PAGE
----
Thursday, August 21, 2014

An English Summer: Day Three: Two Devon Houses

Endsleigh House gardens

 Saltram House
Woke today at 6:30, hearing the cows moo and saw Rosie's son purposefully striding about the farm buildings. I was then able to use his room for internet, and also had a lovely morning walk round the pretty garden, photographing flowers. Then breakfast, at which I was joined by the other guests, not the most congenial - an elderly couple who bragged and showed pictures of the country house in Kent where they used to work, and a lady who worked for a Greek shipping magnate in hopes he'd take her to Greece but it was only New York, which she HATED, she said with emphasis. Told stories of Sammy Davis Jr's bodyguards being afraid of kidnappings (?) and how she was forbidden to wear a bikini on a Long Island beach (this was 1967) and what a TERRIBLE place America was and how she'd never go back for anything. Since she hadn't seen the place in nearly 40 years and was addressing all this to an American, it was kind of peculiar, but didn't keep me from enjoying my bacon sausage egg tomato and thick brown toast with butter and honey.
A Devon country breakfast
Lynne picked me up at 10 am. Glorious sunny day, fresh feeling after last night's rain. We drove to Endsleigh House in Milton Abbot, which is now a luxury hotel, but with grounds perhaps not that much changed since the Duchess of Bedford, who had an affair with Landseer, met him for trysts there. Lynne told me all about it and I got the book, Mistress of the Arts, by Rachel Trethewey, which looks fascinating and will resonate much more now that I've seen the setting.  Endsleigh, built in 1811 as the sixth Duke's hunting lodge, is a place of truly swooning beauty, with gardens designed by Humphry Repton, and there's a deep and beautiful arboretum full of rare trees, where Lynne often enjoys walks - how enchanting!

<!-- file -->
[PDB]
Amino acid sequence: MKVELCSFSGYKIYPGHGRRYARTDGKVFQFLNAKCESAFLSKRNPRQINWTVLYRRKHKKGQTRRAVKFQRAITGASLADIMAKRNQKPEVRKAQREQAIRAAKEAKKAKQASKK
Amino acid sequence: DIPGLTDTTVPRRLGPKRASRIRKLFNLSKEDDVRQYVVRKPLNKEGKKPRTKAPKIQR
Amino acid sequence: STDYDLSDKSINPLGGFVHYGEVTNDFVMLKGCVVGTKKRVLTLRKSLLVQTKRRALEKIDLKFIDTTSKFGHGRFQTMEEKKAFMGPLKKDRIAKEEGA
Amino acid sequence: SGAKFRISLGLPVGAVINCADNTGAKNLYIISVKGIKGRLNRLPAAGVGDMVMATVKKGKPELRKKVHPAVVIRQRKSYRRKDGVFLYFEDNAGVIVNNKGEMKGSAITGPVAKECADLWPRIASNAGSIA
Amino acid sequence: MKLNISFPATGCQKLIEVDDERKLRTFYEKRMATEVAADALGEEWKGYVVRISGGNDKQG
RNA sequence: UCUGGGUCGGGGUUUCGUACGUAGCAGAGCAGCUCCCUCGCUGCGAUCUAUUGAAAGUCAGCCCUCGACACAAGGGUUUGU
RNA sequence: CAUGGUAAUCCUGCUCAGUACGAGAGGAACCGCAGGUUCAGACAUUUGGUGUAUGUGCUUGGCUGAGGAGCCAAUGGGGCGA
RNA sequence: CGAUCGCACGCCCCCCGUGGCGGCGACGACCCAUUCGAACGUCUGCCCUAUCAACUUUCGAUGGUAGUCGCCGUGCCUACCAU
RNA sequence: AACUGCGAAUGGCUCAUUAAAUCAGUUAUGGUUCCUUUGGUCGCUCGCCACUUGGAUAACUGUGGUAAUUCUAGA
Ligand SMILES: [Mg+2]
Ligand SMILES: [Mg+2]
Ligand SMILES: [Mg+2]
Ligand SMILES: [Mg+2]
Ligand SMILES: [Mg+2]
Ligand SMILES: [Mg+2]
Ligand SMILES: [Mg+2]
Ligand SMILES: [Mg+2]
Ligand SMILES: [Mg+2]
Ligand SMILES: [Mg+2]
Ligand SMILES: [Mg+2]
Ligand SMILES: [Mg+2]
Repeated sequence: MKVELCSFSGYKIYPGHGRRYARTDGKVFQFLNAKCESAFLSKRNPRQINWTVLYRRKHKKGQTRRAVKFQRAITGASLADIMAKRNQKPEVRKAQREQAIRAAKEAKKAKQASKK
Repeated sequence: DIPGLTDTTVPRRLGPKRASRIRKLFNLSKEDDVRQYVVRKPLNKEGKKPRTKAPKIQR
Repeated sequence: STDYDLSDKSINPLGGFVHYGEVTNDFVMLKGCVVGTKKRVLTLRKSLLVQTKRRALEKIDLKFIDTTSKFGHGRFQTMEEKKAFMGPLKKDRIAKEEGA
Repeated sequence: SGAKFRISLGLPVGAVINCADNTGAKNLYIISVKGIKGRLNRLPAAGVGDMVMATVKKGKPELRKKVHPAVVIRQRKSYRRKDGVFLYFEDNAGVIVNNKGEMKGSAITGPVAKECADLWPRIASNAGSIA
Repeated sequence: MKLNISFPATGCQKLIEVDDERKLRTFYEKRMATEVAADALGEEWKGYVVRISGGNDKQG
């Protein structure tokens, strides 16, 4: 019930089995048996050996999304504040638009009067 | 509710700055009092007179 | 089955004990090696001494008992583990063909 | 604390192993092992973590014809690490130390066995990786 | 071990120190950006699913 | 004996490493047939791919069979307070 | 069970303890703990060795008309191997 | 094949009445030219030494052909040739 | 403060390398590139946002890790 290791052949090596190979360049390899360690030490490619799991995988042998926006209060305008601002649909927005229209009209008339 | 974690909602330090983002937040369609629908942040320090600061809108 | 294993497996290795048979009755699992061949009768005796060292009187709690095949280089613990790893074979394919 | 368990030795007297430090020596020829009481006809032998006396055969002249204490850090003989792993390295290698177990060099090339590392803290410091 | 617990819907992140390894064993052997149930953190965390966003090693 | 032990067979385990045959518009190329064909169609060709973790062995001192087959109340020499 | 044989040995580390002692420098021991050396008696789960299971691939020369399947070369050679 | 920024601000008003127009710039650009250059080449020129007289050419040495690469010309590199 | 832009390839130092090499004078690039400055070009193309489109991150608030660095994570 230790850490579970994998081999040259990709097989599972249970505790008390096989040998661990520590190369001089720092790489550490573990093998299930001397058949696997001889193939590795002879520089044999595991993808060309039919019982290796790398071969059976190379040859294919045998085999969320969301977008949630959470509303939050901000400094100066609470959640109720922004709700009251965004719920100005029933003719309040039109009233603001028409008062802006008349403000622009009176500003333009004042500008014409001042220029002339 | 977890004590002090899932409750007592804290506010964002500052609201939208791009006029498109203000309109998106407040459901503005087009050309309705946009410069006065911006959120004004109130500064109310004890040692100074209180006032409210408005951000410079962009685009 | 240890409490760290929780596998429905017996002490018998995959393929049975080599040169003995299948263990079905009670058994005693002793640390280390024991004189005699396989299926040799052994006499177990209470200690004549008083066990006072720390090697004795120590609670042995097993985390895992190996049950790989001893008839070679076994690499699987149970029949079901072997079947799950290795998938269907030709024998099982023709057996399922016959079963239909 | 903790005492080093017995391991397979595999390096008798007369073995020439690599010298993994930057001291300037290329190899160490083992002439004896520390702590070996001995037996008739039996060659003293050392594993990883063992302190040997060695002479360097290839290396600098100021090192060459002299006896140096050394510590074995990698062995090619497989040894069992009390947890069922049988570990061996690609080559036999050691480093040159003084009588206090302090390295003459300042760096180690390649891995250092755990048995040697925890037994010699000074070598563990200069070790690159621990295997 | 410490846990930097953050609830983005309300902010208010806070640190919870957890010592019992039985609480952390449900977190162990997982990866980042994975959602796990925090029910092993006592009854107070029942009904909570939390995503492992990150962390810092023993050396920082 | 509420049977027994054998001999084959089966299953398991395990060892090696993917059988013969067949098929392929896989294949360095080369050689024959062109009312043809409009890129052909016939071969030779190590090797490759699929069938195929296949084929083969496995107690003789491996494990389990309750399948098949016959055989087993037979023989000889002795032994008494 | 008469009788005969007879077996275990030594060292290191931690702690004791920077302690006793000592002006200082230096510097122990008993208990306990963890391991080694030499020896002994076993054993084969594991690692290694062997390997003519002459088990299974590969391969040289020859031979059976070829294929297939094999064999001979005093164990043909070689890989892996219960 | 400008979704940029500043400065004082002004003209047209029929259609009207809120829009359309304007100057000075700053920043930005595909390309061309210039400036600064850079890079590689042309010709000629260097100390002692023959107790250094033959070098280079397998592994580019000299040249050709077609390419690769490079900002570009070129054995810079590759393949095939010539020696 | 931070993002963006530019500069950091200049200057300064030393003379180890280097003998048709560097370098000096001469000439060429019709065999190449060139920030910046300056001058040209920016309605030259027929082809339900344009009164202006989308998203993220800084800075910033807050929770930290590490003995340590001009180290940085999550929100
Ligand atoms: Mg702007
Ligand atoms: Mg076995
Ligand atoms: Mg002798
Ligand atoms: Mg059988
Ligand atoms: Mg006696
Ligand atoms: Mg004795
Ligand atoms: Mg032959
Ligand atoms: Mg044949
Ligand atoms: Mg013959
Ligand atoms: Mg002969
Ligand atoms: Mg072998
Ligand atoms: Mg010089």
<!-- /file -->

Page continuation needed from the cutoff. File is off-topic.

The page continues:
Arboretum at Endsleigh
Overlooking the Tamar
Her reading group also has its meetings at Endsleigh in a room with 18th century Chinoiserie wallpaper and flowery green views out into the gardens. (Bit of a contrast to my reading group's digs!)
Beautiful antique "Chinoiserie" wallpaper
Fuchsia at Endsleigh
There are grottoes and a little 18th century shell folly but really it is the flowers that are the star - my word, the gardening there is English high art at its most transporting! Especially ravishing was all the buddlia covered with masses of butterflies, some rare ones.  After wandering through these amazing gardens, we sat peacefully gazing out at them and I drank my newly discovered favorite drink, Luscombe apple cider - sheer nectar! It was the Devonshire summer moment, to perfection.

 Butterflies on the buddlia

An English butterfly summer.  Picture borrowed from Lynne:  three species on one flower! She thinks it's a Silver Washed Fritillary on the left, Tortoiseshell above, Peacock below.
Luscombe apple cider and a perfect view